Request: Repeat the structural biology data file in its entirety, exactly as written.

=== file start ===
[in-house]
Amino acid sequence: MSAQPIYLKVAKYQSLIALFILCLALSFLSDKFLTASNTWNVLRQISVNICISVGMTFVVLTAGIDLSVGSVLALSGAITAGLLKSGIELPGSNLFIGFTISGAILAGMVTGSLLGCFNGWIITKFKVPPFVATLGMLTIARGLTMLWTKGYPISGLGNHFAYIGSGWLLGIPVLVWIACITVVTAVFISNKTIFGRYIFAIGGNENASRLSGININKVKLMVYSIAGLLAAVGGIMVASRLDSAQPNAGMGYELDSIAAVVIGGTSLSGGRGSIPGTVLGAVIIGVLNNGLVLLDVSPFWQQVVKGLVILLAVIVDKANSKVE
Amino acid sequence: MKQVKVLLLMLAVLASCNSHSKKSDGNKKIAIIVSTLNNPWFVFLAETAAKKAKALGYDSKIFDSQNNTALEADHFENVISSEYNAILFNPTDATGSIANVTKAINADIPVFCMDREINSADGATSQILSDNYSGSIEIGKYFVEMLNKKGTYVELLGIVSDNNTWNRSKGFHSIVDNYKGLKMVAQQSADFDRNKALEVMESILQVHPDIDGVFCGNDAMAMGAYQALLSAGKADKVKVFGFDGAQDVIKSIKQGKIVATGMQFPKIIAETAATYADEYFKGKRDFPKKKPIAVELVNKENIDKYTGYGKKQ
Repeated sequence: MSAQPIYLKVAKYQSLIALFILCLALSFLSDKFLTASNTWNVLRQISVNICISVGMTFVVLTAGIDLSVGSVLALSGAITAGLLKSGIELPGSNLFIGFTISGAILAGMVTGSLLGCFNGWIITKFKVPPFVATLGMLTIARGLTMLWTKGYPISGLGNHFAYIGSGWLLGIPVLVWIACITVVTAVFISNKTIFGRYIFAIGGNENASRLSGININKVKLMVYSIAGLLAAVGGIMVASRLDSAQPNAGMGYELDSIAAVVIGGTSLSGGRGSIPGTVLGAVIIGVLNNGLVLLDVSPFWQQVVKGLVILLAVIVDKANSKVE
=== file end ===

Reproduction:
[in-house]
Amino acid sequence: MSAQPIYLKVAKYQSLIALFILCLALSFLSDKFLTASNTWNVLRQISVNICISVGMTFVVLTAGIDLSVGSVLALSGAITAGLLKSGIELPGSNLFIGFTISGAILAGMVTGSLLGCFNGWIITKFKVPPFVATLGMLTIARGLTMLWTKGYPISGLGNHFAYIGSGWLLGIPVLVWIACITVVTAVFISNKTIFGRYIFAIGGNENASRLSGININKVKLMVYSIAGLLAAVGGIMVASRLDSAQPNAGMGYELDSIAAVVIGGTSLSGGRGSIPGTVLGAVIIGVLNNGLVLLDVSPFWQQVVKGLVILLAVIVDKANSKVE
Amino acid sequence: MKQVKVLLLMLAVLASCNSHSKKSDGNKKIAIIVSTLNNPWFVFLAETAAKKAKALGYDSKIFDSQNNTALEADHFENVISSEYNAILFNPTDATGSIANVTKAINADIPVFCMDREINSADGATSQILSDNYSGSIEIGKYFVEMLNKKGTYVELLGIVSDNNTWNRSKGFHSIVDNYKGLKMVAQQSADFDRNKALEVMESILQVHPDIDGVFCGNDAMAMGAYQALLSAGKADKVKVFGFDGAQDVIKSIKQGKIVATGMQFPKIIAETAATYADEYFKGKRDFPKKKPIAVELVNKENIDKYTGYGKKQ
Repeated sequence: MSAQPIYLKVAKYQSLIALFILCLALSFLSDKFLTASNTWNVLRQISVNICISVGMTFVVLTAGIDLSVGSVLALSGAITAGLLKSGIELPGSNLFIGFTISGAILAGMVTGSLLGCFNGWIITKFKVPPFVATLGMLTIARGLTMLWTKGYPISGLGNHFAYIGSGWLLGIPVLVWIACITVVTAVFISNKTIFGRYIFAIGGNENASRLSGININKVKLMVYSIAGLLAAVGGIMVASRLDSAQPNAGMGYELDSIAAVVIGGTSLSGGRGSIPGTVLGAVIIGVLNNGLVLLDVSPFWQQVVKGLVILLAVIVDKANSKVE